Computers & Electronics

Can i use 200v Japan appliance in canada?

  • Last Updated:
  • Jan 21st, 2022 4:28 pm
[OP]
Member
Dec 26, 2005
298 posts
8 upvotes
Toronto

Can i use 200v Japan appliance in canada?

I'm interested in buying an appliance with 200v 50/60hz voltage and single phase from Japan . Can i use it in canada? I have the 208v socket in my store. Does it cause damage on the appliance with the 8v difference for long term use? Thanks for the help.
6 replies
Sr. Member
Dec 6, 2020
811 posts
873 upvotes
Technically, it will almost certainly work. Legally, since you're planning to use the appliance in a commercial setting, you will have to go through a lot of legal paperwork to import it and get it approved for use in Canada.

The allowed voltage ranges for Japanese nominal 200 and Canadian nominal 208 are functionally identical: 180-220 V. The device will work on Canadian power provided the appropriate plug can be attached.

The legal process to import an unapproved electrical device into the country and then satisfy the ESA that the device is safe to use in Ontario. however, will be so expensive that's very unlikely to be worth the hassle/money unless the appliance will earn at least high five figures of revenue.

If you want to go ahead with this, hire an import broker that has experience with appliances or light industrial machinery.
Sr. Member
May 6, 2010
815 posts
241 upvotes
Richmond Hill
y2knp wrote: I'm interested in buying an appliance with 200v 50/60hz voltage and single phase from Japan . Can i use it in canada? I have the 208v socket in my store. Does it cause damage on the appliance with the 8v difference for long term use? Thanks for the help.
if its not approved, no. Due to insurance reasons.
Deal Addict
User avatar
Apr 29, 2018
1731 posts
1221 upvotes
Vancouver
The appliance should work fine. AC voltage often tends to vary and so most appliances will easily tolerate 10% or even more. You should also be able to use it with a voltage converter on a 110V point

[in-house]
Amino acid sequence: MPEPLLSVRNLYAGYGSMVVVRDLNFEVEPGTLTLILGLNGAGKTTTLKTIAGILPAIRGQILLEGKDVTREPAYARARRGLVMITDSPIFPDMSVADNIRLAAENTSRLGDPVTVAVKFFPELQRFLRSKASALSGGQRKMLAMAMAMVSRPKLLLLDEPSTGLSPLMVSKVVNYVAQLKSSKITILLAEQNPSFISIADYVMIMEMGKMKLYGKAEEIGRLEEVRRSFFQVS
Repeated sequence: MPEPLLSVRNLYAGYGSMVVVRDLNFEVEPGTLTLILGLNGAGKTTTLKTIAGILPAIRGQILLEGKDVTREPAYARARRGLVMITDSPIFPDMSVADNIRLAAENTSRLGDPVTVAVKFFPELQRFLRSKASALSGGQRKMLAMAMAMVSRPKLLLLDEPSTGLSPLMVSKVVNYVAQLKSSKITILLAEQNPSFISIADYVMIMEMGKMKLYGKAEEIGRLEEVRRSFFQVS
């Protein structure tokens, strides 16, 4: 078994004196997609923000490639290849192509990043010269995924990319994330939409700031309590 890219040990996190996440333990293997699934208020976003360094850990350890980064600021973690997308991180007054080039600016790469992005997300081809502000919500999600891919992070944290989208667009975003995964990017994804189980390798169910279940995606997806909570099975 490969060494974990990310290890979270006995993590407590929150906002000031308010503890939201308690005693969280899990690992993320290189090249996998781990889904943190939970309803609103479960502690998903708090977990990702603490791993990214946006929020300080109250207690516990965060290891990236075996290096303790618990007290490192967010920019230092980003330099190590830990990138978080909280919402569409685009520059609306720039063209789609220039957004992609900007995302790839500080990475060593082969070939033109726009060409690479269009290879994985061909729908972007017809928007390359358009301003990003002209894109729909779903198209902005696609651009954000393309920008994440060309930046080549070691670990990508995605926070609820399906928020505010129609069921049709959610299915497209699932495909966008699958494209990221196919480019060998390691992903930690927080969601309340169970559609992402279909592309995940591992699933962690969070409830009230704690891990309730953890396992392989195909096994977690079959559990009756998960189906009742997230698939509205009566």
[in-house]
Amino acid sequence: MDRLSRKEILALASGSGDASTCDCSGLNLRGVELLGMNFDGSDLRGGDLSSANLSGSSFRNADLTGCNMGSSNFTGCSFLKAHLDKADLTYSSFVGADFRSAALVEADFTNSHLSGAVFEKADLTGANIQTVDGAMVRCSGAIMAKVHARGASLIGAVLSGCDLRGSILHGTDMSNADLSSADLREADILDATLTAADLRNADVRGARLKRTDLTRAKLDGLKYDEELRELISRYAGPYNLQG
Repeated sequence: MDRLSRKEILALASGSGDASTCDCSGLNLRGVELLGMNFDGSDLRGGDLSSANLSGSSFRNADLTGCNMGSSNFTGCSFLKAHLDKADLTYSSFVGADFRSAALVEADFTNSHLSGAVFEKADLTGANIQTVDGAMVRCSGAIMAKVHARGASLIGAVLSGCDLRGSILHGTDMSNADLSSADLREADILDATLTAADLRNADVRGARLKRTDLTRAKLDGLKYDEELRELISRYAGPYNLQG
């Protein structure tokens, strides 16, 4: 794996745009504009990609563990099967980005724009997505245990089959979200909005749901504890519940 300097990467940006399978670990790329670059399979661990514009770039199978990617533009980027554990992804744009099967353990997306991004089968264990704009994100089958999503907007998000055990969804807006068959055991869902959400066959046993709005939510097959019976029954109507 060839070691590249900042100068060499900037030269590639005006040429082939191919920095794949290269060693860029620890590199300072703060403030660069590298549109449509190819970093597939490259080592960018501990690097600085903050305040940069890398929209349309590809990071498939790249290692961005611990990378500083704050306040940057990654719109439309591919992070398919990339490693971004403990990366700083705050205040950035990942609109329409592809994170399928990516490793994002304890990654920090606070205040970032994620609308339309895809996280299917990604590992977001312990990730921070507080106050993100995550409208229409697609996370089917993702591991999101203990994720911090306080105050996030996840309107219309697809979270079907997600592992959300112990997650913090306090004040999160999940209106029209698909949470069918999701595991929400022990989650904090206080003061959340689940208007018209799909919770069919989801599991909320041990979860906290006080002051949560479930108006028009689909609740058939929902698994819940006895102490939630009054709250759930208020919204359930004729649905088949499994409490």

Can't Stop. Won't Stop. Game Stop
Deal Addict
Jul 21, 2005
1975 posts
1013 upvotes
Alberta
Can't speak for 200V, but we use 100V JDM appliances at home no issue. One is some cosmetic face steamer for my wife, the other is a takoyaki grill thing, both been in use in Canada with direct connection (no converters) for over 10 years.
Deal Fanatic
Jul 7, 2017
7871 posts
3716 upvotes
SW corner of the cou…
What's the nature of the appliance? Any transformer or does it just produce heat? Some stuff is less sensitive to higher (or lower) -than-designed voltages.
I smile when I see container ships sailing past my house laden with stuff made in China
Newbie
May 22, 2012
16 posts
3 upvotes
Hamilton
Agreed with the two posters that caution the usage of the appliance in a commercial environment. It must have a CSA or UL approval sticker or you could find yourself in 'hot water' if there is an incident that involves the appliance. Your insurance company will definitely not pay out any damages. As for the poster who says he has been OK with using 100V devices at home without issue, I will just say be careful and not use the appliances continuously on a long term basis. The power in the household receptacle is 115V which is 15% overvoltage. Unlikely to cause any damage in the short term. But keep an eye open for any over-heating of the wiring or the appliances.

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